Keeping focused on Four Areas of Focus

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Keep faith with the denomination’s Four Areas of Focus. But make sure the specific ministry application is effective and relevant in local contexts, especially the local church.

That was the message hammered home May 3 as the United Methodist Council of Bishops continued its meeting in Dallas.

“This is not just a program,” Nordic-Baltic Area Bishop Christian Alsted said of the Four Areas of Focus. “This is our way of being as United Methodists.”

Adopted in 2008, the Four Areas of Focus stress ministering with the poor, developing principled Christian leaders, creating new and renewed congregations and improving global health.

Bishop Sally Dyck of the Northern Illinois Conference referred to both the Four Areas of Focus and the Vital Congregations initiative as particularly important when denominational unity is severely tested because of disagreements over homosexuality.

“I sometimes wonder if we didn’t have these Four Areas of Focus and Vital Congregations as a guide, how we would go forward together in this time,” she said.

Bishops heard from Dan Krause, top executive of United Methodist Communications, that the denomination’s messaging about ministry emphases needs to reach the local church.

“We want every local church to be able to see themselves in the Four Areas of Focus,” he said.

The Rev. Kim Cape, top executive of the United Methodist Board of Higher Education and Ministry, shared a first-ever collaborative quarterly report from agency leaders detailing the agencies’ work, including through the Four Areas of Focus. She is the convener of the General Secretaries Table, which brings together the top executives of the denomination’s general agencies.

Cape spoke of a new commitment by agency leaders to work with bishops, conferences and local churches on mission initiatives.

The unity-through-mission theme was much in evidence, stressed an address by Bishop L. Jonathan Holston of the South Carolina Conference.

“Whatever it takes, we will do this together,” he said. “The church needs us to maintain focus. The church needs us to be accountable to the mission and ministries that transform lives for Jesus, our risen Christ.”

Bishops spent part of the morning discussing in small groups where the Four Areas of Focus are working well, and where they might be better applied in local contexts. Each table compiled a list of ideas to be shared with leadership groups of the council meeting later in the day.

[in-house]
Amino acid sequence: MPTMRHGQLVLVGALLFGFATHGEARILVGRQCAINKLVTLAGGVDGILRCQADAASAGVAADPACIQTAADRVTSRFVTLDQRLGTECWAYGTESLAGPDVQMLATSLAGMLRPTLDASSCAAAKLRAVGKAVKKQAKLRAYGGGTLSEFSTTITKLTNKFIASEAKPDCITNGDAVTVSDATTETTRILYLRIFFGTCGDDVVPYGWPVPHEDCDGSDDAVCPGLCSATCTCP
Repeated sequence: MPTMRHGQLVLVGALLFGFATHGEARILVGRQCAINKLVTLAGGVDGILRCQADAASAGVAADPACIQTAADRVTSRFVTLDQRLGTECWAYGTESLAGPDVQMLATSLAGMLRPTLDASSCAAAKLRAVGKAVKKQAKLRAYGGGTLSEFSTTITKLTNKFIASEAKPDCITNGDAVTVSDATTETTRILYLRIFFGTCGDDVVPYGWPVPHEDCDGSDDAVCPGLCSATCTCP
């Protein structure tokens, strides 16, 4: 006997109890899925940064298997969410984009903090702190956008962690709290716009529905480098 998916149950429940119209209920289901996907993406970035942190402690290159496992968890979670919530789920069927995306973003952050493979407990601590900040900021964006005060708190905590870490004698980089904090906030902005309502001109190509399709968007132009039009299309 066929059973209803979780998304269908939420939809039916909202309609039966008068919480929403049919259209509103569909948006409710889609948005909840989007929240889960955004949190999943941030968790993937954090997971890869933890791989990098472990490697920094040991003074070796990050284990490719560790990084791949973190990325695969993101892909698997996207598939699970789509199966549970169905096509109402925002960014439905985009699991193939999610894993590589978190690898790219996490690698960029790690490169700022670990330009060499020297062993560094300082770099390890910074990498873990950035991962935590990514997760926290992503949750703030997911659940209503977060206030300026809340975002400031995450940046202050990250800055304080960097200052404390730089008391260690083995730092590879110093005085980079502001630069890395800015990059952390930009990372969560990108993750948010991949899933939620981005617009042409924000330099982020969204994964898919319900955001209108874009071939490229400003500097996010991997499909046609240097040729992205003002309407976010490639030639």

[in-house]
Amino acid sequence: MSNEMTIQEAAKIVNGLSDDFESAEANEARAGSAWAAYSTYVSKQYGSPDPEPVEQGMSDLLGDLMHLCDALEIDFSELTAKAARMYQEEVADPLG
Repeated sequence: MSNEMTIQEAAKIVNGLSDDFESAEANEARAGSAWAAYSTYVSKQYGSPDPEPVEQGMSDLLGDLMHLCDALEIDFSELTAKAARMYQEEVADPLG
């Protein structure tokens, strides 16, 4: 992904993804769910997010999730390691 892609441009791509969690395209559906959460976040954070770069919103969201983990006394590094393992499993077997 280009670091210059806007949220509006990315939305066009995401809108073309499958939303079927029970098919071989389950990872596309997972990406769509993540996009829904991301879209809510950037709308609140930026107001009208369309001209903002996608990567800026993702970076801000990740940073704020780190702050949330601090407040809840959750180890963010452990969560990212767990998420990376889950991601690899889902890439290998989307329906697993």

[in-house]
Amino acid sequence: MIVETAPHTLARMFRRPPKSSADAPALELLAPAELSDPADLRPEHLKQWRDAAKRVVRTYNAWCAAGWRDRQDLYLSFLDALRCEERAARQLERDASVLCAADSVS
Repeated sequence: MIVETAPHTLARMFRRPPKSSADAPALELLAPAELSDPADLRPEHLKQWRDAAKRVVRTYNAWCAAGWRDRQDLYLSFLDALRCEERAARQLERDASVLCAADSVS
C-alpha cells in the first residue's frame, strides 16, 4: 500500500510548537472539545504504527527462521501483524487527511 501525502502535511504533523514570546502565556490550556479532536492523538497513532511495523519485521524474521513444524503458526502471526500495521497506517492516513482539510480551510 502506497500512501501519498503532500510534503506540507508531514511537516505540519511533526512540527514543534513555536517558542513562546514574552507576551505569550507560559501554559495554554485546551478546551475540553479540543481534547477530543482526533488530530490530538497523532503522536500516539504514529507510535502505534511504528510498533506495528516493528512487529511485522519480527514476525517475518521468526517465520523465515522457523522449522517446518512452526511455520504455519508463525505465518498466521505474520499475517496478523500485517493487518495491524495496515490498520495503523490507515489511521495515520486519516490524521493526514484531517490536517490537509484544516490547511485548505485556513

But some of those ideas were shared in the plenary, with public health drawing much of the attention.

Dyck noted that gun violence in Chicago constitutes a public-health crisis, and has the church considering how best to respond.

“One of the things we’re working to get up and running is trauma awareness,” she said.

Bishop Karen Oliveto of the Rocky Mountain and Yellowstone conferences mentioned that a rise in drug addiction is devastating families and communities.

“That’s something we would love to see our church take hold of and develop programs that can address these issues,” she said.

Bishop Minerva Carcaño of the California-Nevada Conference urged a broader understanding of public health, including root causes of widespread health issues.

“Where one lives is a tremendous factor in whether we’re going to be healthy or not,” she said.

Alsted said the stress on the Four Areas of Focus at this meeting was in part to help new bishops get acclimated.

But he added that it’s a message all United Methodist leaders need to hear.

“There are so many things going on in the church,” Alsted said. “We speak very much about unity and lift up unity, and one of the ways of keeping unity is to remain focused in mission.”

Hodges, a United Methodist News Service writer, lives in Dallas. Contact him at (615) 742-5470 or [email protected]. To read more United Methodist news, subscribe to the free Daily or Weekly Digests

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